Describing the overcrowded, poor conditions and extortionate rents people are forced to live with because of social and economic barriers usually opens people’s minds, but in some hardened cases you are forced to point out what has simply not occurred to them:

We re-house white British people too; they make up over one-third of our tenants.

At the end of the day, it’s about re-housing those people with the greatest housing need. And if the cuts and proposed welfare reforms bite as hard as many believe, associations like ours will be taking the strain and assisting our local community – BME or not.

Joanne Moon is a Senior Customer Advisor at Arawak Walton.

2 Comments on “Blog: Dispelling the myth

  1. nice post Jo! didn’t know much about how BMEsector works. but don’t mainstrean associations help such tenants also? i’m a bit confused…

  2. Jo
    Thanks for your contribution I believe that the problem that many people perceive as a problem with the BME communities (I have an ethnic background by the way) is that many ethnic people do not tend to integrate into British society as quickly as they ought or should? We can see that in many parts of the UK and there is perception that BME communities do not want to integrate but merely continue their same life style but merely in a different country!

    I recall as a small boy my Mother impressing upon me and my sisters that we should try become part of the local community so as not to look different or stand out any more than we already did! We could not change the colour of our skin but we could alter our behaviour and attitudes so as we could more easily integrate with our neighbours. I must say we did not lose our identity in any way but it was easier for me at school for example to be part of the ‘boys’ rather than be an outsider. That was many years ago but I have a feeling that my Mother’s sentiments may not be too popular in the present day with many Mothers and indeed Fathers from current BME communities?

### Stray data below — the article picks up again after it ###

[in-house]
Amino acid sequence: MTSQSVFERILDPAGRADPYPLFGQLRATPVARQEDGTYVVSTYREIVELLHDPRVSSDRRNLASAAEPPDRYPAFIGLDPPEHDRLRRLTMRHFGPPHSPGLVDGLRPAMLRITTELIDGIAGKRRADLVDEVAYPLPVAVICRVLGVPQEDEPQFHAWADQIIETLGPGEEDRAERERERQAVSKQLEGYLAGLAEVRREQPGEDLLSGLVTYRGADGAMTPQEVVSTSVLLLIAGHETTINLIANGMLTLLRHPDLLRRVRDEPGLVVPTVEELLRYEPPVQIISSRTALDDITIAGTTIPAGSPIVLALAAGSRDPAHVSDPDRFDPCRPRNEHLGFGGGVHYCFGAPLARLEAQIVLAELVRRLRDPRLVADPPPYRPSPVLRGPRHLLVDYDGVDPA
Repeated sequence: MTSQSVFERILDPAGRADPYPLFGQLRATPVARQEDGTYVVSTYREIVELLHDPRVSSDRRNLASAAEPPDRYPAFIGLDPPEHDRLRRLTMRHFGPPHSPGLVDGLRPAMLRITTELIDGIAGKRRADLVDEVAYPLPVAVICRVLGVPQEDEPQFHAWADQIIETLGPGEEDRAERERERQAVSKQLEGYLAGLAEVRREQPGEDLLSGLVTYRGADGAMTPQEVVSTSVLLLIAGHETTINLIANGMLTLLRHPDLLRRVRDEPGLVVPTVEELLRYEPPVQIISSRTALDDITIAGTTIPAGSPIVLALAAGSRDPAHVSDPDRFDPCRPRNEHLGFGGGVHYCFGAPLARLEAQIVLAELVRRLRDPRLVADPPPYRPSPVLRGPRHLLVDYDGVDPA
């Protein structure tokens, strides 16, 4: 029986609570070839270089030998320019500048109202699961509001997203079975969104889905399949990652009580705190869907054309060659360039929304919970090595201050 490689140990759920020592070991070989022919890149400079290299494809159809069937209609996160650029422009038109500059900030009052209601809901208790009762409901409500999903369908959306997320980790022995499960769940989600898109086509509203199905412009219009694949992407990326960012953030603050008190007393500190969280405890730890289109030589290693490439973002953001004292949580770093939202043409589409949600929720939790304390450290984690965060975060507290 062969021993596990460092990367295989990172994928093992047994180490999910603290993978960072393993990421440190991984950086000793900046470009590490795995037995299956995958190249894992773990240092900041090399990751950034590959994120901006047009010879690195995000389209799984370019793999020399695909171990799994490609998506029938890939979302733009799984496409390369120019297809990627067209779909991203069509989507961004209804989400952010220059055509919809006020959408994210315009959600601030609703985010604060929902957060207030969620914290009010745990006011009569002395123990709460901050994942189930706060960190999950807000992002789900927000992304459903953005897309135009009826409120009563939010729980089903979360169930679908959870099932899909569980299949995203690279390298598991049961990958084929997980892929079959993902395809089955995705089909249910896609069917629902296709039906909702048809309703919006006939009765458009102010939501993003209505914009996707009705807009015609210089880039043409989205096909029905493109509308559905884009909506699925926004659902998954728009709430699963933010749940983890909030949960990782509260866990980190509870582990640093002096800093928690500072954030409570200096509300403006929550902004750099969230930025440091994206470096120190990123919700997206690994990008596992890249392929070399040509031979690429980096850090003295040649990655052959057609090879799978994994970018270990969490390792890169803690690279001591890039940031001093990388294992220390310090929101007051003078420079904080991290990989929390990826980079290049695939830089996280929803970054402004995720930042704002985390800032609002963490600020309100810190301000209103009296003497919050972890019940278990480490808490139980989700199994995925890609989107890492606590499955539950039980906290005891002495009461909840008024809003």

Not wanting to change has repercussions all along the way and more importantly the psychology in all of us creates different scenarios that can have dramatic effects in our society. What you experienced in the pubs and clubs in Manchester (and I come from the North so I know what you are talking about) represents the differences in attitudes and behaviours of the indigenous people who have a certain perception of the BME communities who may not have changed sufficiently to be so to speak part ‘of us’ and so the BME communties appear part of a different society – and this leads to serious social problems and difficulties in so far as housing is concerned as just one example.

    I could write an essay on ‘them’ and ‘us’ I was always considered part of ‘them’ and not ‘us’ growing up as a school boy try as hard as I could? Not sure whether I have made to the ‘us’ side yet? Fortunately, I understand more fully the concepts of ‘them’ and ‘us’ so it is no longer important in my life.